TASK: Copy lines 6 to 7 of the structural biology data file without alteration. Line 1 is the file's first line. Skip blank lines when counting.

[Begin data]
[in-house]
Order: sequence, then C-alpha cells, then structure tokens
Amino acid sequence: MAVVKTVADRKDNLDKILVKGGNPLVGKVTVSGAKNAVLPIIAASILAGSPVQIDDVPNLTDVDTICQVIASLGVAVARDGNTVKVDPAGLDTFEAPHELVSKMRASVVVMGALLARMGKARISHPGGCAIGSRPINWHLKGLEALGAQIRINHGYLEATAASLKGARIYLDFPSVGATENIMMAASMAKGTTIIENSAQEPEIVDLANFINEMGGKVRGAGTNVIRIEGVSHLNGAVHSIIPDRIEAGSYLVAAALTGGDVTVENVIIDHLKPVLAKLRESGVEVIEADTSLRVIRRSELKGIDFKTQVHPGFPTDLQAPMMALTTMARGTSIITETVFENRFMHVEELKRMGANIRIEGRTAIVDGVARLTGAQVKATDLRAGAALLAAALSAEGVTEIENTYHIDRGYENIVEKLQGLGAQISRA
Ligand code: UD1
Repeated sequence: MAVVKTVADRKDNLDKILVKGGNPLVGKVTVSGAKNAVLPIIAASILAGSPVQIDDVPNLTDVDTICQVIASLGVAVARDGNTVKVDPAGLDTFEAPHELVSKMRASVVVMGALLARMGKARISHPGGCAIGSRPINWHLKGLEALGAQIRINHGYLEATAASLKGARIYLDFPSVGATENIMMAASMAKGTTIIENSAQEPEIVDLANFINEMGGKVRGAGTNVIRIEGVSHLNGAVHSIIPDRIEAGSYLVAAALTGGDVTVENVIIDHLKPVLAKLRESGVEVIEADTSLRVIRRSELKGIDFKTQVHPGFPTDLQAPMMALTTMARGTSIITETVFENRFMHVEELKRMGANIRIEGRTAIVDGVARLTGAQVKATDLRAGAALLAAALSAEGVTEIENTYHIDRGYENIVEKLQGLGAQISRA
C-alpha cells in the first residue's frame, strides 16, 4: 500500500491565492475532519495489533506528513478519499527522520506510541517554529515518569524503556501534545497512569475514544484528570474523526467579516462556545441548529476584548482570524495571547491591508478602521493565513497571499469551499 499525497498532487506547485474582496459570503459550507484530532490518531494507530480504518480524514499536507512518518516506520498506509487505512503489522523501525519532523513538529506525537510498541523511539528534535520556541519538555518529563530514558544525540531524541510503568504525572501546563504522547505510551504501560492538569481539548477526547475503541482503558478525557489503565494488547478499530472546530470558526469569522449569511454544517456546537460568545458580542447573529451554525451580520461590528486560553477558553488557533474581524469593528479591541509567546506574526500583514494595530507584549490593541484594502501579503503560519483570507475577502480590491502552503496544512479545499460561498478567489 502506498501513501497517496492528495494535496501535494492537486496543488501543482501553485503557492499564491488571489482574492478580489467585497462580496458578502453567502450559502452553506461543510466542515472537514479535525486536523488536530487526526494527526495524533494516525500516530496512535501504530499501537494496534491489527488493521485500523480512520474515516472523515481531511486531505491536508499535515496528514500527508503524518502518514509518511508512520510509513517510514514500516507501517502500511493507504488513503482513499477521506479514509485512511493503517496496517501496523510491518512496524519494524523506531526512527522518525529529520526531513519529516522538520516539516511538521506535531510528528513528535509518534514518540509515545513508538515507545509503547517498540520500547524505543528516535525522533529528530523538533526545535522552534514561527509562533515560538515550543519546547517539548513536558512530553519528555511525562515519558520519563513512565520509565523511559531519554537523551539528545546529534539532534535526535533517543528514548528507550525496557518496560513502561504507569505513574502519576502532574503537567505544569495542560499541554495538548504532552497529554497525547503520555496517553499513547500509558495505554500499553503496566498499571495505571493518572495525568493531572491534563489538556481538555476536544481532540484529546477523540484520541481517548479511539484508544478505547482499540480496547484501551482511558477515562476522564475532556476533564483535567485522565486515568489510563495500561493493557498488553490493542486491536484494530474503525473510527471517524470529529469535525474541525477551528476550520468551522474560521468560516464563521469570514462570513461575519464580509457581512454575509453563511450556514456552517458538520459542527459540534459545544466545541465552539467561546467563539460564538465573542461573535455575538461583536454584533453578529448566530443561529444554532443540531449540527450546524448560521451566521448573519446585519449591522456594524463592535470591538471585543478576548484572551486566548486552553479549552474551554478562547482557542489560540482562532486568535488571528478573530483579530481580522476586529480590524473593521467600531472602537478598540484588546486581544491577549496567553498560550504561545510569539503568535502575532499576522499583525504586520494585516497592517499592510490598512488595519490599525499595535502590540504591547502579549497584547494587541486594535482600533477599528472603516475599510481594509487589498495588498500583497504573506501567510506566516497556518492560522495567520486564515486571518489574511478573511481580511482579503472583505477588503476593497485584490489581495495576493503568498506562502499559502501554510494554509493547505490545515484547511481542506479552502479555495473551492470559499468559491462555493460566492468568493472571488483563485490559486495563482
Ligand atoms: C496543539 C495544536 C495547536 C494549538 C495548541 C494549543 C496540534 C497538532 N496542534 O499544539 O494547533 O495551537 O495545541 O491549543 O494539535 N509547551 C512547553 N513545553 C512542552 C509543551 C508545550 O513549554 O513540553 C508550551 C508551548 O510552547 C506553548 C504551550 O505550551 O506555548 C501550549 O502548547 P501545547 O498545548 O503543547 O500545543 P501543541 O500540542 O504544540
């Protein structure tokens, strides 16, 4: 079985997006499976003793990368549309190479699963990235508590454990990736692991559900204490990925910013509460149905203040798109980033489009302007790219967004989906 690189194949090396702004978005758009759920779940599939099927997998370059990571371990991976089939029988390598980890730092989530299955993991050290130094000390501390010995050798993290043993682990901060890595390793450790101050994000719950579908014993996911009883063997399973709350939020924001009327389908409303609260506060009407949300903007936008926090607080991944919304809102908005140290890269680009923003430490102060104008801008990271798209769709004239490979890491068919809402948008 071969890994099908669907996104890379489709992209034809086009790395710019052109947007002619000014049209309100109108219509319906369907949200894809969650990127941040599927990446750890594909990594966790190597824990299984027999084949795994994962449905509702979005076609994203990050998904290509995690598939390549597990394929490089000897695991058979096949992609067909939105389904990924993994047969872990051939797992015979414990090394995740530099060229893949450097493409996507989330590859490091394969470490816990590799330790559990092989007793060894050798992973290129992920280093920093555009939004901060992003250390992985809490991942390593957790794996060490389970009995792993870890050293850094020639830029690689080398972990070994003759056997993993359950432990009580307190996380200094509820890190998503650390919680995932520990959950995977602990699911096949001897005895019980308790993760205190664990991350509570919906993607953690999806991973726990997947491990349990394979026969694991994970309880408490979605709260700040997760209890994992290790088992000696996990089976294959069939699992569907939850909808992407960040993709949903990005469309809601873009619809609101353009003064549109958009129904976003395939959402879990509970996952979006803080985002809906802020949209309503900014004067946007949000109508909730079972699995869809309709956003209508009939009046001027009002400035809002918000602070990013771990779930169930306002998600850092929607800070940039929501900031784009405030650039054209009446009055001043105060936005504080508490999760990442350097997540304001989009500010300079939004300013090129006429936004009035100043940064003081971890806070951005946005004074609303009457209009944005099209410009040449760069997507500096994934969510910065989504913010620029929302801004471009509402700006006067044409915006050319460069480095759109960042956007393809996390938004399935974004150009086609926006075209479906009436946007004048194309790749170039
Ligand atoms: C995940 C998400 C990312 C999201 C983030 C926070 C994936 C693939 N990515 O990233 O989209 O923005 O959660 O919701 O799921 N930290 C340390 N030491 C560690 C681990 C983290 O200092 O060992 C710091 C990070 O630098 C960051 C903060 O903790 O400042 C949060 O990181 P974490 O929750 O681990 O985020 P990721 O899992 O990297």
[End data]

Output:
C-alpha cells in the first residue's frame, strides 16, 4: 500500500491565492475532519495489533506528513478519499527522520506510541517554529515518569524503556501534545497512569475514544484528570474523526467579516462556545441548529476584548482570524495571547491591508478602521493565513497571499469551499 499525497498532487506547485474582496459570503459550507484530532490518531494507530480504518480524514499536507512518518516506520498506509487505512503489522523501525519532523513538529506525537510498541523511539528534535520556541519538555518529563530514558544525540531524541510503568504525572501546563504522547505510551504501560492538569481539548477526547475503541482503558478525557489503565494488547478499530472546530470558526469569522449569511454544517456546537460568545458580542447573529451554525451580520461590528486560553477558553488557533474581524469593528479591541509567546506574526500583514494595530507584549490593541484594502501579503503560519483570507475577502480590491502552503496544512479545499460561498478567489 502506498501513501497517496492528495494535496501535494492537486496543488501543482501553485503557492499564491488571489482574492478580489467585497462580496458578502453567502450559502452553506461543510466542515472537514479535525486536523488536530487526526494527526495524533494516525500516530496512535501504530499501537494496534491489527488493521485500523480512520474515516472523515481531511486531505491536508499535515496528514500527508503524518502518514509518511508512520510509513517510514514500516507501517502500511493507504488513503482513499477521506479514509485512511493503517496496517501496523510491518512496524519494524523506531526512527522518525529529520526531513519529516522538520516539516511538521506535531510528528513528535509518534514518540509515545513508538515507545509503547517498540520500547524505543528516535525522533529528530523538533526545535522552534514561527509562533515560538515550543519546547517539548513536558512530553519528555511525562515519558520519563513512565520509565523511559531519554537523551539528545546529534539532534535526535533517543528514548528507550525496557518496560513502561504507569505513574502519576502532574503537567505544569495542560499541554495538548504532552497529554497525547503520555496517553499513547500509558495505554500499553503496566498499571495505571493518572495525568493531572491534563489538556481538555476536544481532540484529546477523540484520541481517548479511539484508544478505547482499540480496547484501551482511558477515562476522564475532556476533564483535567485522565486515568489510563495500561493493557498488553490493542486491536484494530474503525473510527471517524470529529469535525474541525477551528476550520468551522474560521468560516464563521469570514462570513461575519464580509457581512454575509453563511450556514456552517458538520459542527459540534459545544466545541465552539467561546467563539460564538465573542461573535455575538461583536454584533453578529448566530443561529444554532443540531449540527450546524448560521451566521448573519446585519449591522456594524463592535470591538471585543478576548484572551486566548486552553479549552474551554478562547482557542489560540482562532486568535488571528478573530483579530481580522476586529480590524473593521467600531472602537478598540484588546486581544491577549496567553498560550504561545510569539503568535502575532499576522499583525504586520494585516497592517499592510490598512488595519490599525499595535502590540504591547502579549497584547494587541486594535482600533477599528472603516475599510481594509487589498495588498500583497504573506501567510506566516497556518492560522495567520486564515486571518489574511478573511481580511482579503472583505477588503476593497485584490489581495495576493503568498506562502499559502501554510494554509493547505490545515484547511481542506479552502479555495473551492470559499468559491462555493460566492468568493472571488483563485490559486495563482
Ligand atoms: C496543539 C495544536 C495547536 C494549538 C495548541 C494549543 C496540534 C497538532 N496542534 O499544539 O494547533 O495551537 O495545541 O491549543 O494539535 N509547551 C512547553 N513545553 C512542552 C509543551 C508545550 O513549554 O513540553 C508550551 C508551548 O510552547 C506553548 C504551550 O505550551 O506555548 C501550549 O502548547 P501545547 O498545548 O503543547 O500545543 P501543541 O500540542 O504544540